Though the USS Utah (BB-31) was reclassified and demilitarized into a target ship ten years prior to the Pearl Harbor attack, that didn’t save her from suffering the wrath of the Japanese. In the early minutes of the assault, the Utah was struck by two torpedoes and started flooding. Of her crew of 525, 64 officers and men were lost before she capsized.
Today, the USS Utah Memorial is open only to military personnel, making it difficult for the public to know about her history and sinking. For a little insight into the Utah, we’ve compiled a few facts about the former battleship, her crew, and her fate during the Pearl Harbor attack.
The Hero of the USS Utah
Many heroes were made on December 7th, 1941, but there are a select few who stand out among the thousands who experienced the assault. On the USS Utah, one individual literally gave everything he had for the sailors he had lived with and served beside.
Peter Tomich served as chief watertender on the Utah and during the attack was stationed to the vessel’s boiler room. As the former battleship started to flood with water, Tomich refused to leave his fellow shipmates behind, and so he remained below to guarantee everyone made it out.
Sadly, his decision was made as the Utah was capsizing, and as the last of the crew escaped, Tomich became stuck where he was. For his selfless actions, Tomich received the most prestigious award, the Medal of Honor.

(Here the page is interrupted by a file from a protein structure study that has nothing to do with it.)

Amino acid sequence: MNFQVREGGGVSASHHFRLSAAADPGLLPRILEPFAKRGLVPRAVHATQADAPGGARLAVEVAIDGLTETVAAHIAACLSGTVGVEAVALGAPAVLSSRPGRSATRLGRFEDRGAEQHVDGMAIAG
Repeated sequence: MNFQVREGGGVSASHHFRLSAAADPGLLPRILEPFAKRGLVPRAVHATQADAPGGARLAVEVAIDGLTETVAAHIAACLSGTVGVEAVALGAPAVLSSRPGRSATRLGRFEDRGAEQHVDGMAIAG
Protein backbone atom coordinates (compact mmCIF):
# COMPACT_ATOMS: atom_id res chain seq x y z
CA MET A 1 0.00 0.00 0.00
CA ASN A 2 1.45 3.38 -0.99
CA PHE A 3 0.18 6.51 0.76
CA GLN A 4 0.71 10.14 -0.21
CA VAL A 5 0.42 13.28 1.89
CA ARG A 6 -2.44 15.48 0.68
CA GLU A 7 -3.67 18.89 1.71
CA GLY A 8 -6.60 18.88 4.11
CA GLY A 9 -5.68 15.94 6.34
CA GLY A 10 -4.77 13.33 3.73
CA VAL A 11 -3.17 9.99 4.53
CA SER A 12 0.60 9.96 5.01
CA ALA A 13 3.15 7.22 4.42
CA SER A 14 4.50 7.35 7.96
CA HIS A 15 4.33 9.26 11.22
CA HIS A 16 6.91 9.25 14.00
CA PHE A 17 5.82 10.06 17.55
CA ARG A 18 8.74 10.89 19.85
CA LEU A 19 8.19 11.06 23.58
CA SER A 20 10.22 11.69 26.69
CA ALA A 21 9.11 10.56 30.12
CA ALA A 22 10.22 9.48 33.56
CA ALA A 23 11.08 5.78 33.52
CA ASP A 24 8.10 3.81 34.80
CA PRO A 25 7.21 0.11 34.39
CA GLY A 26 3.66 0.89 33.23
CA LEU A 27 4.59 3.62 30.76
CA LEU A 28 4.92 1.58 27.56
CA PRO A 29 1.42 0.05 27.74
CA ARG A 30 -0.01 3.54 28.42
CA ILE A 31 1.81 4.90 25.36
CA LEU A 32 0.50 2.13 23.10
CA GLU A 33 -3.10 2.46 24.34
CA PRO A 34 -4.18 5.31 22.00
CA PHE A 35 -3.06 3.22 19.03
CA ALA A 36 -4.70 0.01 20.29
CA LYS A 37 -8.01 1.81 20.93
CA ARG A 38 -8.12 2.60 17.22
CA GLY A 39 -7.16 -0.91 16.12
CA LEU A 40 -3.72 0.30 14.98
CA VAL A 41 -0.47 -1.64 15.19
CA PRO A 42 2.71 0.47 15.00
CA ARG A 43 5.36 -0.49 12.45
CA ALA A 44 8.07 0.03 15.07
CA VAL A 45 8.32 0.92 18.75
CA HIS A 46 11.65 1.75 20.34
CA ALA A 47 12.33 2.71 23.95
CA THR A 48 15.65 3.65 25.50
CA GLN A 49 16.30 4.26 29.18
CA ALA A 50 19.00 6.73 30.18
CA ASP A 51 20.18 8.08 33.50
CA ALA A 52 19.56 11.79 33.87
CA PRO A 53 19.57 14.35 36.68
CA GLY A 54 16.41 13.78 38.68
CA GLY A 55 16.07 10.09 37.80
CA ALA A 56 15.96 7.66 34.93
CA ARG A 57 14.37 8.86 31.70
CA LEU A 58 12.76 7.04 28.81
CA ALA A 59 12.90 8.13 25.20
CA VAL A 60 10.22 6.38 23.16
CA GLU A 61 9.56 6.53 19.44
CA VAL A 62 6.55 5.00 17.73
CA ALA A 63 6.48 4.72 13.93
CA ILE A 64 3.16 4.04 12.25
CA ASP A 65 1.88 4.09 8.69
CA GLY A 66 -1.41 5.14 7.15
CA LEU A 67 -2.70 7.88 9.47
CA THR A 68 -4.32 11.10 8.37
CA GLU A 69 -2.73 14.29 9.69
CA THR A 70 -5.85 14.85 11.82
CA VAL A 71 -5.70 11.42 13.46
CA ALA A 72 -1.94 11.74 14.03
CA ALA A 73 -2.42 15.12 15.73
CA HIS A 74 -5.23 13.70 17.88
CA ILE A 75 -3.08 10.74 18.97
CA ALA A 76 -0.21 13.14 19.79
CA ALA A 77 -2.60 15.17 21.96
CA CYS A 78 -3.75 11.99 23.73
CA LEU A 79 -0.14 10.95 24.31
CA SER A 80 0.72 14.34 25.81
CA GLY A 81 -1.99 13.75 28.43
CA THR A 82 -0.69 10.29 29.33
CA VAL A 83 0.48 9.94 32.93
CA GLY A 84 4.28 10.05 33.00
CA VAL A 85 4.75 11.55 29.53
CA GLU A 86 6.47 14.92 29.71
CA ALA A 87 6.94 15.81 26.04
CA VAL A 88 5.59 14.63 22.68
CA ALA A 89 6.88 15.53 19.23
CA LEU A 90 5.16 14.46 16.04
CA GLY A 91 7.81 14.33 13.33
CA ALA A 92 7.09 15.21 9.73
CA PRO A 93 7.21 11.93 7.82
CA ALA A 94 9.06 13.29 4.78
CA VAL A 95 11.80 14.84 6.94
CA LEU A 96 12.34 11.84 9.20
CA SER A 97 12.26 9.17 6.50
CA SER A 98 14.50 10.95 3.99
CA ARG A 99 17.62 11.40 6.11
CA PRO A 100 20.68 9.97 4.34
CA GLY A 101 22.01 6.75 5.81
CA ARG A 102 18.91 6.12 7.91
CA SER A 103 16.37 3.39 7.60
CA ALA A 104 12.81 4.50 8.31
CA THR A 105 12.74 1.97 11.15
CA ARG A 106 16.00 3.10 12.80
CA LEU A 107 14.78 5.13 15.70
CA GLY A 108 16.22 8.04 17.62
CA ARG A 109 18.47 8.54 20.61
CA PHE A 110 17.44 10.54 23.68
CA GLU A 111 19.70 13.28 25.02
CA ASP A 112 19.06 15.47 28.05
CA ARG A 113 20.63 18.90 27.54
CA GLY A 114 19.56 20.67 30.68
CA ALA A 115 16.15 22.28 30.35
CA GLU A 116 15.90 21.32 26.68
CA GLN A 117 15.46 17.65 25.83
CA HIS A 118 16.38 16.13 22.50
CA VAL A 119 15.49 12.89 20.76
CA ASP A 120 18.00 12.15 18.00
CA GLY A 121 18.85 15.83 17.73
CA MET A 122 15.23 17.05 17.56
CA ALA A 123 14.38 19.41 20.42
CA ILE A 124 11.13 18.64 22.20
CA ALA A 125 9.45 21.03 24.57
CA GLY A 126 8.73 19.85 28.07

Demilitarization of the Utah
Just ten years before the Japanese would assault Pearl Harbor, the USS Utah was demilitarized and turned into a target ship. Once listed as BB-31, she was thereafter known as AG-16 and was equipped with antiaircraft guns for training purposes while her primary and secondary weapons were removed.
By April 1st, 1932, after all of the modifications were made, she was recommissioned and returned to service. After several training exercises, by June of 1935, she was modified again, this time with 1.1” / 75 caliber antiaircraft guns for experimental testing.
Her last transfer occurred in September of 1941, when she was moved from the Puget Sound Navy Yard to Pearl Harbor, where her remains still sit today.
Nancy Lynne Wagner may have had nothing to do with the attack on Pearl Harbor, but for over 70 years, her remains have been entombed within the vessel. Serving aboard the Utah was Chief Yeoman Albert Wagner, who prior to the attack had suffered the loss of a baby girl at birth. Nancy died before she had the chance to live her life and to honor his girl, Wagner intended to scatter her ashes at sea when the Utah left the harbor, but the attack took that opportunity away from him.
Though Wagner survived the Utah’s destruction, he never returned for his daughter, instead choosing to allow the urn to remain in his locker. Though it wasn’t the beautiful Pacific, she was in a place that her father had appreciated and served courageously.